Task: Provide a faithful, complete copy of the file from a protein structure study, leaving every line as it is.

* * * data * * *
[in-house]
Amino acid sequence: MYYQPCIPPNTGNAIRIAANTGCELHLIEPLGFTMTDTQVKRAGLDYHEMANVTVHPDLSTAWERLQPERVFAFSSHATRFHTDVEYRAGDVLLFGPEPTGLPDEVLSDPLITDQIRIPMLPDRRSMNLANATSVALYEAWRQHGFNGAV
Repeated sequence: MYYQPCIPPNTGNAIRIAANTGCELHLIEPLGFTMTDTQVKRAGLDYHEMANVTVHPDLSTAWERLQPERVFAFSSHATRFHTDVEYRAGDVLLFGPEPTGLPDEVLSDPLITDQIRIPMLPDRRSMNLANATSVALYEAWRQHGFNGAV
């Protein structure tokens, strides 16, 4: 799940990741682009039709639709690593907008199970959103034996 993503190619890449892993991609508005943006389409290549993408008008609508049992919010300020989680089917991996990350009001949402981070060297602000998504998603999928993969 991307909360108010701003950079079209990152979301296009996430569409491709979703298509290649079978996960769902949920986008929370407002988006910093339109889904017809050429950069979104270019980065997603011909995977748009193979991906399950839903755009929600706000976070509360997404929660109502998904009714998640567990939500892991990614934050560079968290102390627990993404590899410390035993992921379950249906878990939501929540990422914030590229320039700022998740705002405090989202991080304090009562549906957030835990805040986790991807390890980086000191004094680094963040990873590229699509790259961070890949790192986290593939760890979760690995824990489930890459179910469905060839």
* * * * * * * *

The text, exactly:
[in-house]
Amino acid sequence: MYYQPCIPPNTGNAIRIAANTGCELHLIEPLGFTMTDTQVKRAGLDYHEMANVTVHPDLSTAWERLQPERVFAFSSHATRFHTDVEYRAGDVLLFGPEPTGLPDEVLSDPLITDQIRIPMLPDRRSMNLANATSVALYEAWRQHGFNGAV
Repeated sequence: MYYQPCIPPNTGNAIRIAANTGCELHLIEPLGFTMTDTQVKRAGLDYHEMANVTVHPDLSTAWERLQPERVFAFSSHATRFHTDVEYRAGDVLLFGPEPTGLPDEVLSDPLITDQIRIPMLPDRRSMNLANATSVALYEAWRQHGFNGAV
């Protein structure tokens, strides 16, 4: 799940990741682009039709639709690593907008199970959103034996 993503190619890449892993991609508005943006389409290549993408008008609508049992919010300020989680089917991996990350009001949402981070060297602000998504998603999928993969 991307909360108010701003950079079209990152979301296009996430569409491709979703298509290649079978996960769902949920986008929370407002988006910093339109889904017809050429950069979104270019980065997603011909995977748009193979991906399950839903755009929600706000976070509360997404929660109502998904009714998640567990939500892991990614934050560079968290102390627990993404590899410390035993992921379950249906878990939501929540990422914030590229320039700022998740705002405090989202991080304090009562549906957030835990805040986790991807390890980086000191004094680094963040990873590229699509790259961070890949790192986290593939760890979760690995824990489930890459179910469905060839």